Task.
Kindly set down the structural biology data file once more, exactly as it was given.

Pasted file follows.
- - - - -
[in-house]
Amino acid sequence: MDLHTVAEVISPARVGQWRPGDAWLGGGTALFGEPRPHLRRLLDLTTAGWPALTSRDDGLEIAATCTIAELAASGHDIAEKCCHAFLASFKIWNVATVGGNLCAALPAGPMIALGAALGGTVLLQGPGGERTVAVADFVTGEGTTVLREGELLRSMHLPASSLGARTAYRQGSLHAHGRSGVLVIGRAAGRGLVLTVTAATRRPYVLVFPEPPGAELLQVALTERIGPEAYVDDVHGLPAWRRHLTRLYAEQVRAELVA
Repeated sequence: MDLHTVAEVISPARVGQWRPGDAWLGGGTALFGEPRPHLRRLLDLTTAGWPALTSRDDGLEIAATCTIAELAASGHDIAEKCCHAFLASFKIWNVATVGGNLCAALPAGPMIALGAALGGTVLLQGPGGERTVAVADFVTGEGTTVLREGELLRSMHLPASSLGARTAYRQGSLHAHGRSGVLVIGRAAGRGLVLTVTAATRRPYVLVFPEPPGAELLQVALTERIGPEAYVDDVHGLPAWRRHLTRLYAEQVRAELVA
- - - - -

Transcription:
[in-house]
Amino acid sequence: MDLHTVAEVISPARVGQWRPGDAWLGGGTALFGEPRPHLRRLLDLTTAGWPALTSRDDGLEIAATCTIAELAASGHDIAEKCCHAFLASFKIWNVATVGGNLCAALPAGPMIALGAALGGTVLLQGPGGERTVAVADFVTGEGTTVLREGELLRSMHLPASSLGARTAYRQGSLHAHGRSGVLVIGRAAGRGLVLTVTAATRRPYVLVFPEPPGAELLQVALTERIGPEAYVDDVHGLPAWRRHLTRLYAEQVRAELVA
Repeated sequence: MDLHTVAEVISPARVGQWRPGDAWLGGGTALFGEPRPHLRRLLDLTTAGWPALTSRDDGLEIAATCTIAELAASGHDIAEKCCHAFLASFKIWNVATVGGNLCAALPAGPMIALGAALGGTVLLQGPGGERTVAVADFVTGEGTTVLREGELLRSMHLPASSLGARTAYRQGSLHAHGRSGVLVIGRAAGRGLVLTVTAATRRPYVLVFPEPPGAELLQVALTERIGPEAYVDDVHGLPAWRRHLTRLYAEQVRAELVA